Division of labor, economic specialization, and the evolution of social stratification

Joseph Henrich, Robert Boyd

Research output: Contribution to journalArticle

48 Scopus citations

Abstract

This paper presents a simple mathematical model that shows how economic inequality between social groups can arise and be maintained even when the only adaptive learning process driving cultural evolution increases individuals' economic gains. The key assumptions are that human populations are structured into groups and that cultural learning is more likely to occur within than between groups. Then, if groups are sufficiently isolated and there are potential gains from specialization and exchange, stable stratification can sometimes result. This model predicts that stratification is favored, ceteris paribus, by (1) greater surplus production, (2) more equitable divisions of the surplus among specialists, (3) greater cultural isolation among subpopulations within a society, and (4) more weight given to economic success by cultural learners.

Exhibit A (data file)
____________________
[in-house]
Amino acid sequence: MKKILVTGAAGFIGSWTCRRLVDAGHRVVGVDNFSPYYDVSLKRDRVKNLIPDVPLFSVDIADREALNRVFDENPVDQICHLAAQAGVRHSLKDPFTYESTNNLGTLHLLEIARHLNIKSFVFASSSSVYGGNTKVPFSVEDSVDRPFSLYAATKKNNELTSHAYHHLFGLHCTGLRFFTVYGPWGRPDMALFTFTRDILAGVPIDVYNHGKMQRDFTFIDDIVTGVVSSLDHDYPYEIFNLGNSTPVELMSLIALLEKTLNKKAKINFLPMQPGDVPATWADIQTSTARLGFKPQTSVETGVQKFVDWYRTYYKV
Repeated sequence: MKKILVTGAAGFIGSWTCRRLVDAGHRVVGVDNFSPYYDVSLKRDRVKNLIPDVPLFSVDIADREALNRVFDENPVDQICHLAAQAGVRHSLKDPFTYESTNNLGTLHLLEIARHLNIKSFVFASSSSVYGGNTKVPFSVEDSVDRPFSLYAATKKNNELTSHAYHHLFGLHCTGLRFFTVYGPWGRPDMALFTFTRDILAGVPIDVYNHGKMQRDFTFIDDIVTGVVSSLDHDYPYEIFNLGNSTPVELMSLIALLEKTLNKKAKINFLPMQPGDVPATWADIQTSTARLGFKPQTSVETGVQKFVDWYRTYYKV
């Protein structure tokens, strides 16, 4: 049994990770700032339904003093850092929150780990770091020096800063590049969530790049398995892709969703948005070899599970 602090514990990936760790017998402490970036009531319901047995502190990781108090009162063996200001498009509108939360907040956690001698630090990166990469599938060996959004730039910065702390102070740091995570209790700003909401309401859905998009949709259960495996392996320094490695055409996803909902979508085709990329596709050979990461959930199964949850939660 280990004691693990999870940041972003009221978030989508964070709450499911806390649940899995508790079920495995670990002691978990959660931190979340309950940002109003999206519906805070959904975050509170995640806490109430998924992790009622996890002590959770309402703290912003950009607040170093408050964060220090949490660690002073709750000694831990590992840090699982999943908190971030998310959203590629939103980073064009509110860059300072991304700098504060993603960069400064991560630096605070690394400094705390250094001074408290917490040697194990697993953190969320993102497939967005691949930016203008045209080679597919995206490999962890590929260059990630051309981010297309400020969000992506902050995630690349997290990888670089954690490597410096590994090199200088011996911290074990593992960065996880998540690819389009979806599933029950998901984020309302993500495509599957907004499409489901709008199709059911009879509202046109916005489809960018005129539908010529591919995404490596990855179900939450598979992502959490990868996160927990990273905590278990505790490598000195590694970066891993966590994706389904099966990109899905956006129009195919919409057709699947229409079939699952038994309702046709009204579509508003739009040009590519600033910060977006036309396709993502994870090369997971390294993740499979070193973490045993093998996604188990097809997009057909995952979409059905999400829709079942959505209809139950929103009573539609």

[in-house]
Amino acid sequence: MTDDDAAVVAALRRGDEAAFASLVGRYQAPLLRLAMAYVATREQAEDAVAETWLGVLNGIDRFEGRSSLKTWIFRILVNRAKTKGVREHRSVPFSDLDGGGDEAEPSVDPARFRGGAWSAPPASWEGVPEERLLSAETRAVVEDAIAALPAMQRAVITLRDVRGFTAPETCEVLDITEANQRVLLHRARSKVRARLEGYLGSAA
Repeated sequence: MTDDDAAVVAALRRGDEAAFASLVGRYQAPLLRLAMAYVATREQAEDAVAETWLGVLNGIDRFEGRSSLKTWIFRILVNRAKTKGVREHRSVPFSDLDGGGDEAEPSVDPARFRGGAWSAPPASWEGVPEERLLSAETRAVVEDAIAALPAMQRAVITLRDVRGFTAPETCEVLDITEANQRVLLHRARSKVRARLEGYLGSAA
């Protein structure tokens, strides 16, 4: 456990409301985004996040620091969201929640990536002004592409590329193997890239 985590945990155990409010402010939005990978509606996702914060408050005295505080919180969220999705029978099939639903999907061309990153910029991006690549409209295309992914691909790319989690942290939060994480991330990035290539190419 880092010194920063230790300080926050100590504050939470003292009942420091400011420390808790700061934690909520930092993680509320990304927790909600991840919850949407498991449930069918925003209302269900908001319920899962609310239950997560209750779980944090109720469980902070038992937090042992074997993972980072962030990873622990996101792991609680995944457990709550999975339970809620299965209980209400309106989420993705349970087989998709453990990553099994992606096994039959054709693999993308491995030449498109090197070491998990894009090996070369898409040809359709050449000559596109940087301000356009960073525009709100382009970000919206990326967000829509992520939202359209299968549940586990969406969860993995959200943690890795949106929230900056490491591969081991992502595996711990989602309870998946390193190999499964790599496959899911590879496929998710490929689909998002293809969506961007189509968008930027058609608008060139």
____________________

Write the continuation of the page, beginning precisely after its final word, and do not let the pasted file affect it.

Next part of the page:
Original languageEnglish (US)
Pages (from-to)715-724
Number of pages10
JournalCurrent anthropology
Volume49
Issue number4
DOIs
StatePublished - Aug 1 2008
Externally publishedYes

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ASJC Scopus subject areas

  • Archaeology
  • Anthropology
  • Archaeology

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